Coldplay: Mylo Zyloto


Mylo Xyloto

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Mylo Xyloto, the fifth studio album from the British quartet Coldplay treads on familiar territory, which can be either good or bad depending on what you like about the band. For me personally, this is not a good thing. Aside from a few moments, I didn’t find their debut, Parachutes, all that spectacular but I was blown away by its follow-up, A Rush of Blood to the Head. The new wave, spacey approach they took with X&Y made for a very enjoyable listening experience and then came Viva La Vida or Death and All His Friends, which I thought sounded like a band that is very much aware of their popularity and how crucial is to immediately deliver an iPod commercial-worthy hit single. It still sounded like Coldplay, it just wasn’t as interesting.

That’s how I feel about Mylo Xyloto. While it’s not completely unlistenable, it doesn’t sound like the guys dug very deep to come up with these tunes. The Coldplay formula is pretty basic and that has worked well for them but when they pump out forgettable songs that lack the magic of past hits like “Trouble,” “Clocks” and “Fix You,” you come to a harsh realization—Chris Martin has absolutely no range as a vocalist. After a while his either sleepy or falsetto approach to singing begins to make each song sound interchangeable. When your music structure is as simple as Coldplay’s can be, it’s up to the singer to bring forth a memorable, catchy vocal line and lyrics but both are hard to come by on Mylo Xyloto.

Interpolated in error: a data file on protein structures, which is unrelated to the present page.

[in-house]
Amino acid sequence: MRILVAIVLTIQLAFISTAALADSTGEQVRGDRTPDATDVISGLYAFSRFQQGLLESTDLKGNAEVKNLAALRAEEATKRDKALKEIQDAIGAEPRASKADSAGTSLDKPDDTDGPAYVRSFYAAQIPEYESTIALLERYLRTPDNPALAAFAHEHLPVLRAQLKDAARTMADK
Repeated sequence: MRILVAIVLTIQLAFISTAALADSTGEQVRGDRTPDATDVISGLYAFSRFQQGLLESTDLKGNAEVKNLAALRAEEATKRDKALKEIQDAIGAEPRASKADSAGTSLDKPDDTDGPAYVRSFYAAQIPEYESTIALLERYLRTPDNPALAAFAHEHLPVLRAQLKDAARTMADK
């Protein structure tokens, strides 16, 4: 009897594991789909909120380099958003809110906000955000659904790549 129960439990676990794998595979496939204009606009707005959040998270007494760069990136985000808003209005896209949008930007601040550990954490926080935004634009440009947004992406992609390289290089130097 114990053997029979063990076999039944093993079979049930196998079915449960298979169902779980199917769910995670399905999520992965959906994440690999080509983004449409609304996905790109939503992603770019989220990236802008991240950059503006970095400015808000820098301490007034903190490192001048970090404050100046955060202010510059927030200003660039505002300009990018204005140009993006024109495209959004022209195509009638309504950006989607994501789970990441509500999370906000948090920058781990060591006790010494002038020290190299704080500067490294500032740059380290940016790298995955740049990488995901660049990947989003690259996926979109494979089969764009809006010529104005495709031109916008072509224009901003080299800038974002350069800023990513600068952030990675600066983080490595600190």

I hate to think that this is secretly their goodbye album and they will soon go off to their own separate things because I think they still have magic left in them, but they’re never going to dig deep enough to find it again if mainstream music lovers just eat up whatever they dish out. Many artists in the past have put out such colossal flops that everyone was certain their career was over, only to have that same artist come back more determined the next time around and release a masterpiece. Failure can be great inspiration. Mylo Xyloto isn’t a complete failure by any means but it’s definitely a couple of steps back. Here’s hoping the next Coldplay album is a great leap forward.

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